The campus itself was brilliant – we arrived during Beijing International Week, and flags from many different countries lined the streets. There was an abundance of sports facilities, a launderette, a student refectory for which we were issued a card and which had the most amazing choice of delicious and reasonably-priced food, and a comfortable little café, with a metro station and shops within walking distance. The shops were really handy for trying out phrases we had learnt in Mandarin - even asking for a bag or how much something cost provided a real context for trying out our new learning, and seeing the Chinese people understanding us and responding to our requests was a good confidence booster.

The Learning Experience – “I have just three things to teach: simplicity, patience, compassion. These three are your greatest treasures.” – Lao Tzu

The entire trip was made up of very meaningful learning experiences; some of them planned and some of them quite random. Since the nature of our visit was an immersion course, we did have a very comprehensive programme with a range of activities. Each week we had Mandarin lessons over three full mornings with our helpful and friendly teacher, Cai Laoshi, who demanded much audience participation and individual contributions. We covered a lot of useful content in a fairly short space of time and the chance to learn in a university setting in the country itself brought the language to life.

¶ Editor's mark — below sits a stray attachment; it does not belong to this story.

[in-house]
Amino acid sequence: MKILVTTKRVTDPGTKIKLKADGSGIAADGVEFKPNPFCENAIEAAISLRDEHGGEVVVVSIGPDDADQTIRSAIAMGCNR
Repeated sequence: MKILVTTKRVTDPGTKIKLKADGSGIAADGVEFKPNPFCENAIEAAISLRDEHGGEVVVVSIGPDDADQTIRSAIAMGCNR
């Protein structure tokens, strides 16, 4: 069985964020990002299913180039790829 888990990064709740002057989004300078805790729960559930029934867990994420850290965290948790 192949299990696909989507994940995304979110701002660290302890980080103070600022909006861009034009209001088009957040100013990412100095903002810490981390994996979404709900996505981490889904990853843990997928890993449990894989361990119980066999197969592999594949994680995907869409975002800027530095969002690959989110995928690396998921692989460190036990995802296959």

Tell me and I forget, teach me and I may remember, involve me and I learn.” – Benjamin Franklin

Being asked to participate in new phrases and language activities in front of a class of colleagues reminded me of how learners must feel at times in school, learning a language with their peers. It is not always comfortable to use words and phrases we are not familiar with in front of others. Seeing teachers getting embarrassed, whispering to each other to check the correct answer and working out how far down the line they were going to be asked an answer was both funny and a gentle reminder of being on the other side of learning and not facilitating the lesson!